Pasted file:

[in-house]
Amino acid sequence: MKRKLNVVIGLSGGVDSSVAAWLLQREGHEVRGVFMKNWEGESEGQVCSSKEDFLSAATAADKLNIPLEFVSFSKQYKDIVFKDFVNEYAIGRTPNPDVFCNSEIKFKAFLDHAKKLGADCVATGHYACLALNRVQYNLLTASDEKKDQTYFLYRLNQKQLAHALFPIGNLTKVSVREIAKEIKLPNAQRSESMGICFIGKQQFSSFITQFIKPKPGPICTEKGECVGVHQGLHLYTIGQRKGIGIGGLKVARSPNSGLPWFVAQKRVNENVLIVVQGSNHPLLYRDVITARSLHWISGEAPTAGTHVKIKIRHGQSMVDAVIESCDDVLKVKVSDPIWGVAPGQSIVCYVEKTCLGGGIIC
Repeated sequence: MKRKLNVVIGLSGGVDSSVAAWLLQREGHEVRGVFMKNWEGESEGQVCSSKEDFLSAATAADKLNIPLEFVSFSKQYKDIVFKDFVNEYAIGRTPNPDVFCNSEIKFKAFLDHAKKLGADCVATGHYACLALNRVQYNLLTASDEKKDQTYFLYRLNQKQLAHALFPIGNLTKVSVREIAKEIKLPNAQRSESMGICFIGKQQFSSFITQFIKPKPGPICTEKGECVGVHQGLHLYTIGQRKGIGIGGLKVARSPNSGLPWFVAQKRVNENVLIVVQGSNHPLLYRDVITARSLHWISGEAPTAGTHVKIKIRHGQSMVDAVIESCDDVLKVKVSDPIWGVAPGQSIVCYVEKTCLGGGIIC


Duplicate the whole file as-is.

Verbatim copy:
[in-house]
Amino acid sequence: MKRKLNVVIGLSGGVDSSVAAWLLQREGHEVRGVFMKNWEGESEGQVCSSKEDFLSAATAADKLNIPLEFVSFSKQYKDIVFKDFVNEYAIGRTPNPDVFCNSEIKFKAFLDHAKKLGADCVATGHYACLALNRVQYNLLTASDEKKDQTYFLYRLNQKQLAHALFPIGNLTKVSVREIAKEIKLPNAQRSESMGICFIGKQQFSSFITQFIKPKPGPICTEKGECVGVHQGLHLYTIGQRKGIGIGGLKVARSPNSGLPWFVAQKRVNENVLIVVQGSNHPLLYRDVITARSLHWISGEAPTAGTHVKIKIRHGQSMVDAVIESCDDVLKVKVSDPIWGVAPGQSIVCYVEKTCLGGGIIC
Repeated sequence: MKRKLNVVIGLSGGVDSSVAAWLLQREGHEVRGVFMKNWEGESEGQVCSSKEDFLSAATAADKLNIPLEFVSFSKQYKDIVFKDFVNEYAIGRTPNPDVFCNSEIKFKAFLDHAKKLGADCVATGHYACLALNRVQYNLLTASDEKKDQTYFLYRLNQKQLAHALFPIGNLTKVSVREIAKEIKLPNAQRSESMGICFIGKQQFSSFITQFIKPKPGPICTEKGECVGVHQGLHLYTIGQRKGIGIGGLKVARSPNSGLPWFVAQKRVNENVLIVVQGSNHPLLYRDVITARSLHWISGEAPTAGTHVKIKIRHGQSMVDAVIESCDDVLKVKVSDPIWGVAPGQSIVCYVEKTCLGGGIIC